My placement has notably little technology available, at least compared to those of my peers. Technology includes the teacher’s computer, an Elmo document camera, a projector, and a set of calculators. Yet I cannot imagine needing much more for this level of math – which includes Algebra I and Algebra II.

As a teacher, I use Google Docs to create and store daily warm-ups and exit quizzes, using the projector to display these problems on the front board. This is certainly helpful, not only to allow me to organize, update, and plan for each class, but also to be able to present more graph-oriented or visual problems that would take a deal of time to copy onto the board. Nearly daily, I also use the document camera when I am teaching lessons. I tend to prefer this method since I can face the class as I instruct, rather than writing on a board and then turning to speak. Another benefit of this method is having a written copy of the exact lesson I present that I can later show students who missed something or who were absent previously. Likewise, it allows me to keep a detailed record of how exactly I went about teaching a particular lesson, since this material is not lost once it is erased. Additionally, this year I have frequently used Desmos Online Calculator to create graphs for my Algebra II class and give students the opportunity to visualize shifts in graphs. Finally, I have seen my CT create YouTube videos of abbreviated lessons to support students who are frequently absent, have language barriers, or need to hear an explanation one more time. I view this to be tantamount to the Algebra II class, given that this class does not have a textbook, so students can then rely on something more than just any notes they take in class.

At this level of math, when students are still learning the fundamentals – which admittedly have the propensity to be a bit dry and boxy – basic technology suffices. Students can focus on learning calculator functions for graphs, but otherwise stick to the concrete, straightforward concepts that are usually best solved with pencil and paper. While I have seen teachers use online quizzing platforms for fun class competitions or Smart Boards to record student work on the “white board”, I do not see either of these functions as essential or possible solely through technology.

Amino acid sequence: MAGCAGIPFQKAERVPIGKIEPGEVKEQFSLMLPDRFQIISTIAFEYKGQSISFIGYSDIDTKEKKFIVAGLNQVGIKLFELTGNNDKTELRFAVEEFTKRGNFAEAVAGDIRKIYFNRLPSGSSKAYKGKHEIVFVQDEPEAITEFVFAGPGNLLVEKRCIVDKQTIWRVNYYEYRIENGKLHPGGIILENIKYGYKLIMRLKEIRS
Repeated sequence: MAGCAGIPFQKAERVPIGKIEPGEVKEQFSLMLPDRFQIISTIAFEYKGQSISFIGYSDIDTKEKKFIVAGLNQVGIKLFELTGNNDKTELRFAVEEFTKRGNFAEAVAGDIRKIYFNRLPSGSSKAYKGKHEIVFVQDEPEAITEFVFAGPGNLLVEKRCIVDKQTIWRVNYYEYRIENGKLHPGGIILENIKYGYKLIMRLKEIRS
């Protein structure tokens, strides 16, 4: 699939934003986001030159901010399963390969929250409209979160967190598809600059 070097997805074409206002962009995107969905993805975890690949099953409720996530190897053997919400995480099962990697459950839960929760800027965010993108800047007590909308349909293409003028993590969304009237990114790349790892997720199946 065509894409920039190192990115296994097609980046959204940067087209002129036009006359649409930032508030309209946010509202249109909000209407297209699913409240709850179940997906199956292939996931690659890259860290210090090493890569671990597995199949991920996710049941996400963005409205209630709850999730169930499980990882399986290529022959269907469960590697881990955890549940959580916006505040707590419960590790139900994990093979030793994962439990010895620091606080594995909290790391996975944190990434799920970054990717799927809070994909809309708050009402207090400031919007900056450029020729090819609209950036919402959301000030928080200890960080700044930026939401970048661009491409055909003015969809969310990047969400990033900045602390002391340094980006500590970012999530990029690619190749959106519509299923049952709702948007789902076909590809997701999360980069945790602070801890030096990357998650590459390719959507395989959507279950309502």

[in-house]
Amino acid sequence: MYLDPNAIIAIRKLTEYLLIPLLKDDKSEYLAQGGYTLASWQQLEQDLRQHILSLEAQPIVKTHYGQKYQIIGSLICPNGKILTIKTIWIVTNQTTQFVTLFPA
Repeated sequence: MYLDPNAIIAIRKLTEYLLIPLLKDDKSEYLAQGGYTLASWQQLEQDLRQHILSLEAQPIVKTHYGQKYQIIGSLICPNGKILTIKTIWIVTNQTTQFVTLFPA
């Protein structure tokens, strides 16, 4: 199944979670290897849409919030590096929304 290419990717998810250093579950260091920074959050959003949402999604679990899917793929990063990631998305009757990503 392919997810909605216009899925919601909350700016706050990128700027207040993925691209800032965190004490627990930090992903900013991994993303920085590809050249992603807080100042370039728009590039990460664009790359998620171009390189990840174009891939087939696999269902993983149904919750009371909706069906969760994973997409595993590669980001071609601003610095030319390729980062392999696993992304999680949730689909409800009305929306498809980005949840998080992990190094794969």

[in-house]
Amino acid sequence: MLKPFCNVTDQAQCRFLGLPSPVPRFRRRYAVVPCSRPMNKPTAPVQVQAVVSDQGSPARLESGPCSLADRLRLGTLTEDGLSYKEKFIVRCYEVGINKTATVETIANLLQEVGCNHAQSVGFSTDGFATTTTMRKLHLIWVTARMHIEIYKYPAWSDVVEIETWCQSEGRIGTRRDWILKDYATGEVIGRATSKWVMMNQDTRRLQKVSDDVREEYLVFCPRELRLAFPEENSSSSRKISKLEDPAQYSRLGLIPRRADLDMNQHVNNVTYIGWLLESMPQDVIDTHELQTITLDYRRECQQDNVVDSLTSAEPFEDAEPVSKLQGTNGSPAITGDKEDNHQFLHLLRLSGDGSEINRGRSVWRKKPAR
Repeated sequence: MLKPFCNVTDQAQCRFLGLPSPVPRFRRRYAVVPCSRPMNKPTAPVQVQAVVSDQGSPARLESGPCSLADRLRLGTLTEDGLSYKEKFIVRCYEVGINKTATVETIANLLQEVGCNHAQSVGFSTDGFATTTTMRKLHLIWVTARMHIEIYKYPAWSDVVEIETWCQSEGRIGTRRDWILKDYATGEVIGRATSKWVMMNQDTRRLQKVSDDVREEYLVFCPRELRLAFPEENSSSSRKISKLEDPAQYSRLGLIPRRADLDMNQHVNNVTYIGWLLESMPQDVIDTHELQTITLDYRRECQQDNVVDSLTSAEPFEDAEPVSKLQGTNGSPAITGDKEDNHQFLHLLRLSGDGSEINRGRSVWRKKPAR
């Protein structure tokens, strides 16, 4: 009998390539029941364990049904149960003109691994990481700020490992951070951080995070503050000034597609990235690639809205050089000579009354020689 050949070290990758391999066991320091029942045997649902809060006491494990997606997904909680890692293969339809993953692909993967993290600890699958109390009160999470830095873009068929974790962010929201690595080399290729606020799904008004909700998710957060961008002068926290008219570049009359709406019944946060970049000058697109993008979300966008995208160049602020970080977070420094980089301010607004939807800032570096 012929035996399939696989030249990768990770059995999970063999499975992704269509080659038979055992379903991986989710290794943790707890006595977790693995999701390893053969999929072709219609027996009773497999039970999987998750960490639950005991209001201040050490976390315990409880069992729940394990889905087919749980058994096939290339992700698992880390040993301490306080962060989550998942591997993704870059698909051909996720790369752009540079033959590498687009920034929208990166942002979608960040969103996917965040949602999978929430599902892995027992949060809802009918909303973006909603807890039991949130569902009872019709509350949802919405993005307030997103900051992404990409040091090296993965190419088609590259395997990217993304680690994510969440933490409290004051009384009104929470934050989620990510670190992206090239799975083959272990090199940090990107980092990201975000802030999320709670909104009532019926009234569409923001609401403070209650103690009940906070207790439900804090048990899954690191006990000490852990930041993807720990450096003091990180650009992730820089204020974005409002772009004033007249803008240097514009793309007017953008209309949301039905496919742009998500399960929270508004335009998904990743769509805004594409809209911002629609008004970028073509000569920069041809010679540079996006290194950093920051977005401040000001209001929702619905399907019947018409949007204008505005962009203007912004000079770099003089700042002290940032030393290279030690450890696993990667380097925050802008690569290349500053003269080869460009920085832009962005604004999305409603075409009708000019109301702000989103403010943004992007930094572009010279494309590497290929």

In this age of the ubiquitous use of technology, it seems odd to dismiss its applicability to the classroom. It can provide new and exciting possibilities for presenting math. Yet I find it hard to implement creative lessons for math while still covering all of the standards in the given time. Thus I find myself using only bare bones technology to support straightforward lessons. I perceive a constant clash between getting lost in the wonderful, creative, exploratory elements of math (which technology could support) and sticking strictly to the schedule of more down to earth, black and white, repetitious elements. The more I think about it, the more it seems that technology use in math should increase as students move past the fundamentals – perhaps in Calculus or even beyond. This math is often more abstract or more applied, both of which can be supported by programs and graphics on technology that do not subtract from students’ focus on the crux of the material. I remain dubious of heavy use of technology in lower levels of math, though. Perhaps, through this course I will open my eyes to new possibilities availed by technology and discover more of a middle road approach to using technology strategically and in a manner that richens learning.

Image: Dinosaur by Thomas Hawk – Link